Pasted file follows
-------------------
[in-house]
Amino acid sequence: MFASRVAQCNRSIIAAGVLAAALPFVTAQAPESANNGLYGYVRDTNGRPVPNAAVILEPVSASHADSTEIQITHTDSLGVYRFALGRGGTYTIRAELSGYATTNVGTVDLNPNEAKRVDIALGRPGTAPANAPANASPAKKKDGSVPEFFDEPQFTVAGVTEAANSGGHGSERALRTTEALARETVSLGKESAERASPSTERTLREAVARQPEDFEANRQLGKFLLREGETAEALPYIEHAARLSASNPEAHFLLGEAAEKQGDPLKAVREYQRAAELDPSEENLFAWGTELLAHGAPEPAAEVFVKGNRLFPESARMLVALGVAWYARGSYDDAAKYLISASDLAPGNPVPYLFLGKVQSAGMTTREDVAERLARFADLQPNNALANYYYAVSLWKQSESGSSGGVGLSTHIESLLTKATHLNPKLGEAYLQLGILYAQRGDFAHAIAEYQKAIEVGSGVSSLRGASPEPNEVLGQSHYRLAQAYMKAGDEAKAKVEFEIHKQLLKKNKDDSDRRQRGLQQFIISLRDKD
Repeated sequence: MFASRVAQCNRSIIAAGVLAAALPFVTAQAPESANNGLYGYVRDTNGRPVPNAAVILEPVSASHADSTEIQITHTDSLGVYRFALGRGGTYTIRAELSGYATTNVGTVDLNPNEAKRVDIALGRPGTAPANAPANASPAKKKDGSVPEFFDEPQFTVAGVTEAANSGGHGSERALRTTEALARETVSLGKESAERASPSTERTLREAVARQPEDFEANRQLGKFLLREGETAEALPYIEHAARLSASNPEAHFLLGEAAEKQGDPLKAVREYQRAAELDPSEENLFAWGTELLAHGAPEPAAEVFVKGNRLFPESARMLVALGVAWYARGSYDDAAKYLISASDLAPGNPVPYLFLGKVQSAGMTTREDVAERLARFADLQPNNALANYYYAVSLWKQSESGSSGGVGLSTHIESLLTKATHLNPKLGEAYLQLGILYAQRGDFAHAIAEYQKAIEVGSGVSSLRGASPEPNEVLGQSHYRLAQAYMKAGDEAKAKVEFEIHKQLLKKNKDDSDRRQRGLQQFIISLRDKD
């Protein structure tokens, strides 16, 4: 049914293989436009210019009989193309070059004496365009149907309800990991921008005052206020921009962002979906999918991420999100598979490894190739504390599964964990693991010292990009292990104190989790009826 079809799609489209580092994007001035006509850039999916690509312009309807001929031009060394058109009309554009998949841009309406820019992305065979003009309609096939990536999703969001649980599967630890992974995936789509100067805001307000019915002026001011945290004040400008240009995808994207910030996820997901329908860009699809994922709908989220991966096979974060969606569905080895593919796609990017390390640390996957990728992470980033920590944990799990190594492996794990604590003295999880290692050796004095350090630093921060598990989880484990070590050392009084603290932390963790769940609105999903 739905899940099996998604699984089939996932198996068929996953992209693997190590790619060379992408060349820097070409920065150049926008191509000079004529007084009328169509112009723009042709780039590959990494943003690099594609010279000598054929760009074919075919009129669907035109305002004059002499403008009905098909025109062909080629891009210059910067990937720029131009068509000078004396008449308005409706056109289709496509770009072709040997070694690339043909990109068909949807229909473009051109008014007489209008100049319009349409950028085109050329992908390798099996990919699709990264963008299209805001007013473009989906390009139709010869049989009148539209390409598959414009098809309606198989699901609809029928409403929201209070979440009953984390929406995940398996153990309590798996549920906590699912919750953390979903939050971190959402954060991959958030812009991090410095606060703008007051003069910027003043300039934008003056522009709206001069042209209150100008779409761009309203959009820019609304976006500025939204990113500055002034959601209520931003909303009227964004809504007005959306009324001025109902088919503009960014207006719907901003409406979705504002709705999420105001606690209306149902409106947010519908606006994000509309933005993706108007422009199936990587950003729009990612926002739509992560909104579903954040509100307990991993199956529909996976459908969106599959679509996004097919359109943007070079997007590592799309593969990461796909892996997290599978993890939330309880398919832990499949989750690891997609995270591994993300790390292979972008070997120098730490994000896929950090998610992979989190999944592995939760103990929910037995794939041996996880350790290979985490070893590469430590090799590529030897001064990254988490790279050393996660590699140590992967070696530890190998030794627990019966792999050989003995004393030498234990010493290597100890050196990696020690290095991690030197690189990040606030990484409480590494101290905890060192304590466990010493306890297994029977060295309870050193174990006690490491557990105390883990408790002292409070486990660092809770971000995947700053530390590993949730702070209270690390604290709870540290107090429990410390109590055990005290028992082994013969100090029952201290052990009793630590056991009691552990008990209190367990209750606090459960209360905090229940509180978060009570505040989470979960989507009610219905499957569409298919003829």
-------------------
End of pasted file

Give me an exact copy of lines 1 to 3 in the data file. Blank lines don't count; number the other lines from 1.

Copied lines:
[in-house]
Amino acid sequence: MFASRVAQCNRSIIAAGVLAAALPFVTAQAPESANNGLYGYVRDTNGRPVPNAAVILEPVSASHADSTEIQITHTDSLGVYRFALGRGGTYTIRAELSGYATTNVGTVDLNPNEAKRVDIALGRPGTAPANAPANASPAKKKDGSVPEFFDEPQFTVAGVTEAANSGGHGSERALRTTEALARETVSLGKESAERASPSTERTLREAVARQPEDFEANRQLGKFLLREGETAEALPYIEHAARLSASNPEAHFLLGEAAEKQGDPLKAVREYQRAAELDPSEENLFAWGTELLAHGAPEPAAEVFVKGNRLFPESARMLVALGVAWYARGSYDDAAKYLISASDLAPGNPVPYLFLGKVQSAGMTTREDVAERLARFADLQPNNALANYYYAVSLWKQSESGSSGGVGLSTHIESLLTKATHLNPKLGEAYLQLGILYAQRGDFAHAIAEYQKAIEVGSGVSSLRGASPEPNEVLGQSHYRLAQAYMKAGDEAKAKVEFEIHKQLLKKNKDDSDRRQRGLQQFIISLRDKD
Repeated sequence: MFASRVAQCNRSIIAAGVLAAALPFVTAQAPESANNGLYGYVRDTNGRPVPNAAVILEPVSASHADSTEIQITHTDSLGVYRFALGRGGTYTIRAELSGYATTNVGTVDLNPNEAKRVDIALGRPGTAPANAPANASPAKKKDGSVPEFFDEPQFTVAGVTEAANSGGHGSERALRTTEALARETVSLGKESAERASPSTERTLREAVARQPEDFEANRQLGKFLLREGETAEALPYIEHAARLSASNPEAHFLLGEAAEKQGDPLKAVREYQRAAELDPSEENLFAWGTELLAHGAPEPAAEVFVKGNRLFPESARMLVALGVAWYARGSYDDAAKYLISASDLAPGNPVPYLFLGKVQSAGMTTREDVAERLARFADLQPNNALANYYYAVSLWKQSESGSSGGVGLSTHIESLLTKATHLNPKLGEAYLQLGILYAQRGDFAHAIAEYQKAIEVGSGVSSLRGASPEPNEVLGQSHYRLAQAYMKAGDEAKAKVEFEIHKQLLKKNKDDSDRRQRGLQQFIISLRDKD